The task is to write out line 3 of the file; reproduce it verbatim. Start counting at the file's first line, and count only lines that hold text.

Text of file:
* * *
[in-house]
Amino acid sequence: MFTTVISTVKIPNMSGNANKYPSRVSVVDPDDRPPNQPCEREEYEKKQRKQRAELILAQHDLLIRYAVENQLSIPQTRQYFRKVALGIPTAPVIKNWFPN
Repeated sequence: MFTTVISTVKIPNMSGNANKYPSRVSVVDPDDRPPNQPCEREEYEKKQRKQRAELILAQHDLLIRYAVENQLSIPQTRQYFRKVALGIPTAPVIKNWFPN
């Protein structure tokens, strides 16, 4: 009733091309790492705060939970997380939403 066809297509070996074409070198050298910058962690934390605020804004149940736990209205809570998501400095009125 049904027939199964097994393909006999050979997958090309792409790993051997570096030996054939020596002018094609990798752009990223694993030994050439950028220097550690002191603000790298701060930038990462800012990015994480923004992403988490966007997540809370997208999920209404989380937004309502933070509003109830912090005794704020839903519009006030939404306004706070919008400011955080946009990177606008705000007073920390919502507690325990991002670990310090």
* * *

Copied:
Repeated sequence: MFTTVISTVKIPNMSGNANKYPSRVSVVDPDDRPPNQPCEREEYEKKQRKQRAELILAQHDLLIRYAVENQLSIPQTRQYFRKVALGIPTAPVIKNWFPN